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Messages - joeorgan

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Choosing the Right Law School / Re: BC that much > than BU?
« on: March 27, 2006, 11:00:40 PM »
 I had a few reasons for taking BC over Cornell:
(1) I went to UG at Indiana U Bloomington and didn't want to be out in the middle of nowhere again--I love IU, but I did miss the city by the end. Plus, being in the city has given me some great opportunities related to law--I'm a member of the Boston Inn of Court which is a sick way to look for jobs and meet some really amazing attorneys and judges (plus, it's a hell of a meal and view.)

(2) My goal going in and even still is to return to Cincinnati--Cincinnati is impressed with either BC or Cornell--the majority of the firms in Cincy draw from lower ranked (but still good) schools in Ohio. I've talked to a lot of professors about the difference between BC and Cornell after I determined to go here and most of them seemed to think that the reputation is exagerrated--although, of course, most profs have never been in practice. I can also tell you that I think hiting is less gradecentric provided that you get into the office.  I beat out 1L's from Georgetown and Michigan to get my summer job. Would I have beaten HLS/Stan/Yale?  No, I don't think so.  But, I'm not sure the playing field outside of that is as slanted as people would have you believe.

(3) I'm telling you that for a good time in law school and some fun people, you can't beat BC (although I've heard UVA is amazing as well in terms of quality of life.) The people at Cornell struck me as far more stand-offish, which isn't really my thing.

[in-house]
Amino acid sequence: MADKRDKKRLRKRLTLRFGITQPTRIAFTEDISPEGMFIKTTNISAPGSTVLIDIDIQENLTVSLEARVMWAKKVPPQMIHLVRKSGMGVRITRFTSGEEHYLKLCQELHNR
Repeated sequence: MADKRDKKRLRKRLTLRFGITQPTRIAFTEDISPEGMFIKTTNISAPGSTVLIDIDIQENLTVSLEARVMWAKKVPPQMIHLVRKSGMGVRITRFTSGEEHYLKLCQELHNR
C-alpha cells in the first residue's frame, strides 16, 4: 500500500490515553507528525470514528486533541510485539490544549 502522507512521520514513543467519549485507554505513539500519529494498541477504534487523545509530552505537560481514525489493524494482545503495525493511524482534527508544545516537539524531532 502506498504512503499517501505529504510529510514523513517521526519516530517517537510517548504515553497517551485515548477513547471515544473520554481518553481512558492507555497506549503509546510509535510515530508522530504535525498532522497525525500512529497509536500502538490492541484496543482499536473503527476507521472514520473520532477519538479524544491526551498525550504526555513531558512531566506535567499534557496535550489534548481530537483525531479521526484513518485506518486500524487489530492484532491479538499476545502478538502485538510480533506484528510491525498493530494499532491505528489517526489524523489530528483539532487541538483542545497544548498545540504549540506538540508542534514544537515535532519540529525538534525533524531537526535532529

(4) Ex-gf of a long time is an undergrad there.  A minute reason, but something to consider nonetheless.

      In sum, I, like many of you, was OBSESSED with LSAT scores and law school rankings. At some point, I just kind of leveled with myself and decided that Boston was going to be the place for me. Honestly, I don't see what a Cornell degree could have done for me personally--however, in other situations, it makes sense.  Remember, you have to feel proud of the degree you hang on the wall at the end of the day--if having the T14 or Ivy Degree hanging on your wall means a lot to you, you better go do it.  For me, it was a matter of going to a great school that thrives on personal connections. After almost a year of being here, I, like many of my classmates, bleed Boston College.  That doesn't happen at most law schools.   
     And guys, as I said before, no matter where you end up, do yourself a favor and don't rely on grades to find your job--you just never know.  Start right away as a 1L even though you'll be intimidated with making connections with alumni, profs, and get those letters out by Dec. 1.  Believe it or not, people get jobs WITHOUT ever having grades.  And, once you've got your foot in the door for the summer, your odds of permanent hiring are high (plus, making big money as a 1L is hard to beat.)  Even if you don't get the job as a 1L, many firms will keep on file that you showed interest as a 1L.  BU and BC are both great schools and either degree will take you as far as you make it in a lot of ways--I'm a firm believer in that.